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Posts by d4NjvRzf

Again, do you have *hard figures* for one on one deals?  Being on the that list of resellers gives no indication to the sizes of the operations. And it's the numbers that count. Several of the resellers like Target already have well-established businesses elsewhere and therefore are under no pressure to generate revenue from used device sales. Who buys iPhones through Target anyway? As for independent operations, many of them are even smaller than Gazelle. For instance...
 Any evidence for this claim? How many of the 50+ million iPhones sold each quarter end up in the secondhand market vs the dump? Edit: As of last year Gazelle has bought back about 2 million devices in its entire history (http://www.rockportcap.com/press-releases/gazelle-accepts-2-millionth-device-hits-1-millionth-customer-mark).
Apple hasn't had a midrange tower since the perfoma.
People who've been following the WWDCs will remember that Apple has had first-hand experience with that issue (https://youtu.be/znxQOPFg2mo?t=1m33s).
What difference does it make whether a customer pays the carrier the full price of the phone upfront or spreads out the payments over two years? The choice of financing plan should make no difference in terms of Apple's revenue or the number of units that ultimately end up in the hands of customers. As far as Apple is concerned, they're already made their money on the device when the carrier buys up stock (unless carriers have arrangements to get refunded for unsold units?).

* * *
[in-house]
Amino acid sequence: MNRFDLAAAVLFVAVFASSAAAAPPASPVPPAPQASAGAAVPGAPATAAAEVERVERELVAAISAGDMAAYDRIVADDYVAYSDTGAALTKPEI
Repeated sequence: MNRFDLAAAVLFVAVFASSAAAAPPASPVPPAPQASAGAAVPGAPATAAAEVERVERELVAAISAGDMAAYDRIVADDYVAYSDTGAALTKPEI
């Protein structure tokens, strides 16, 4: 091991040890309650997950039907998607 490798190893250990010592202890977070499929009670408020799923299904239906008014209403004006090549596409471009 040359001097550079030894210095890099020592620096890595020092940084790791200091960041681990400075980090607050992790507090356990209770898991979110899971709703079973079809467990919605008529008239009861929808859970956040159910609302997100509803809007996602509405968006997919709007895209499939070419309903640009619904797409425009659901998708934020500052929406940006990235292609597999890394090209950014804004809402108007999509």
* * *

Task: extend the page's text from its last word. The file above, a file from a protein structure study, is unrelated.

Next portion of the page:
Keep in mind that unlike with the iPhone, customers pay the full price of the watch up front. Most people in the US finance their iPhones through two-year carrier contracts, which typically require just a nominal downpayment for the device. Many of them probably don't realize at purchase time just how much they will end up paying for the device since wireless carriers deliberately advertise only the up-front cost and until recently did not offer any discounts for bringing...
Why would they do that when they have 40000 Macs of their own?
Warranties instill confidence because when (reputable) companies warrant a product for X years, they expect the failures after X years to be so rare or so inexpensive to repair that assuming the full costs of the failures will not cause significant financial burden. They're essentially telling the customer that they're confident enough that the product will work at least for X years that they're willing to put their money on the line. It's the same rationale that underpins...
Except automobiles are superior to horse drawn carriages in every way. The same is not true of smartwatches vs dedicated watches. Smartwatches are computers first and watches second, and invariably compromise the latter function in order to support the first. Gruber regards timekeeping as perhaps the weakest point of the Apple watch (https://daringfireball.net/2015/04/the_apple_watch), but the same criticism would apply to other smartwatches as well: "What matters as a...
The length of a warranty tells you something about how confident a company is in its worksmanship. Apple products along with most other consumer PCs still come standard with only one year of warranty. So it's not so clear that computers have in fact gotten significantly more reliable in the last ten years when no one seems willing to bet their money on it.
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